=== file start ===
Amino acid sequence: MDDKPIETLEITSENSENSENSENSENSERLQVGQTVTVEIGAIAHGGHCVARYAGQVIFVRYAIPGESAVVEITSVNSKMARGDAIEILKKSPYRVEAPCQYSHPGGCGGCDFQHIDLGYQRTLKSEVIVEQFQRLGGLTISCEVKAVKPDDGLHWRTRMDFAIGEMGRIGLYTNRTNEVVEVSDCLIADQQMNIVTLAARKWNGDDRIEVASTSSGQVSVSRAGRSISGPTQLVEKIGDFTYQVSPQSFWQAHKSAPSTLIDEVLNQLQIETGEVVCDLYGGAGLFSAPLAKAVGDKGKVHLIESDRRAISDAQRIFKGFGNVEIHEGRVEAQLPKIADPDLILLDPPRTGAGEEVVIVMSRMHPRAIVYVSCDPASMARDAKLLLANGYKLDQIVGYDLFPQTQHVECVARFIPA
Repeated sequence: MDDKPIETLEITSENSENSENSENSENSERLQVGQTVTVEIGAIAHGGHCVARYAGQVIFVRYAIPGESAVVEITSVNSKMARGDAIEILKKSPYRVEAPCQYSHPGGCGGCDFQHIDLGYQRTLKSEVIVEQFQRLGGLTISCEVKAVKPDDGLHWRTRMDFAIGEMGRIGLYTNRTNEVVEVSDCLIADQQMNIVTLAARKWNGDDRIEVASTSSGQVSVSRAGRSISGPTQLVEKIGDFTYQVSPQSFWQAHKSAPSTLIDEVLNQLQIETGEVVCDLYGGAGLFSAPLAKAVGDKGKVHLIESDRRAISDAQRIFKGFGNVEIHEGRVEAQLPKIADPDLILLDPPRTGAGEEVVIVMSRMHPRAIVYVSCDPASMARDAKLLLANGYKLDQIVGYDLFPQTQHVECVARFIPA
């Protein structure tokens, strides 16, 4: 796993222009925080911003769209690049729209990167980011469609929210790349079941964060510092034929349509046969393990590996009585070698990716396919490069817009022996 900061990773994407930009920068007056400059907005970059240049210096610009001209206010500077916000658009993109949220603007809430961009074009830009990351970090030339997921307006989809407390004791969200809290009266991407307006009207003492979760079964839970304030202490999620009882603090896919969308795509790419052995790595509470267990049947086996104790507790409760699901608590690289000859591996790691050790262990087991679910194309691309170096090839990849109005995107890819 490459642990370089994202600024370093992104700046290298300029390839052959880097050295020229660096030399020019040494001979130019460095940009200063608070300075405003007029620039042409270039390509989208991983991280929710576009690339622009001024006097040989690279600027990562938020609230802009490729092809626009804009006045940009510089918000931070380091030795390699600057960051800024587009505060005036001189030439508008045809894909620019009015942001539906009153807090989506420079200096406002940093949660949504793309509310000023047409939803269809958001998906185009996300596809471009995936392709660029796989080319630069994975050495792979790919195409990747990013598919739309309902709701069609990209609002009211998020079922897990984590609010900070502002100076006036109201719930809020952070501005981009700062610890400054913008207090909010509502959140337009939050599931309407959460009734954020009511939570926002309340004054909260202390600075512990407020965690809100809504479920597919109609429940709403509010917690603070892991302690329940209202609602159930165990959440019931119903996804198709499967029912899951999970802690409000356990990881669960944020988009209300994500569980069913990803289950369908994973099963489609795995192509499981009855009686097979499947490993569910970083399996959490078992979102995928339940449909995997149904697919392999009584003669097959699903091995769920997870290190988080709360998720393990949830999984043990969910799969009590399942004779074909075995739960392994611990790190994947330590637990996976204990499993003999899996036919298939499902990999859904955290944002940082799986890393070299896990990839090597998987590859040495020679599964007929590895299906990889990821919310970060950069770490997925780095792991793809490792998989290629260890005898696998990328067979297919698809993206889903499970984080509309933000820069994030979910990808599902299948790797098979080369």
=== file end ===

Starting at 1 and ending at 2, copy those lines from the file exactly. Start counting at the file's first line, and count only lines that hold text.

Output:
Amino acid sequence: MDDKPIETLEITSENSENSENSENSENSERLQVGQTVTVEIGAIAHGGHCVARYAGQVIFVRYAIPGESAVVEITSVNSKMARGDAIEILKKSPYRVEAPCQYSHPGGCGGCDFQHIDLGYQRTLKSEVIVEQFQRLGGLTISCEVKAVKPDDGLHWRTRMDFAIGEMGRIGLYTNRTNEVVEVSDCLIADQQMNIVTLAARKWNGDDRIEVASTSSGQVSVSRAGRSISGPTQLVEKIGDFTYQVSPQSFWQAHKSAPSTLIDEVLNQLQIETGEVVCDLYGGAGLFSAPLAKAVGDKGKVHLIESDRRAISDAQRIFKGFGNVEIHEGRVEAQLPKIADPDLILLDPPRTGAGEEVVIVMSRMHPRAIVYVSCDPASMARDAKLLLANGYKLDQIVGYDLFPQTQHVECVARFIPA
Repeated sequence: MDDKPIETLEITSENSENSENSENSENSERLQVGQTVTVEIGAIAHGGHCVARYAGQVIFVRYAIPGESAVVEITSVNSKMARGDAIEILKKSPYRVEAPCQYSHPGGCGGCDFQHIDLGYQRTLKSEVIVEQFQRLGGLTISCEVKAVKPDDGLHWRTRMDFAIGEMGRIGLYTNRTNEVVEVSDCLIADQQMNIVTLAARKWNGDDRIEVASTSSGQVSVSRAGRSISGPTQLVEKIGDFTYQVSPQSFWQAHKSAPSTLIDEVLNQLQIETGEVVCDLYGGAGLFSAPLAKAVGDKGKVHLIESDRRAISDAQRIFKGFGNVEIHEGRVEAQLPKIADPDLILLDPPRTGAGEEVVIVMSRMHPRAIVYVSCDPASMARDAKLLLANGYKLDQIVGYDLFPQTQHVECVARFIPA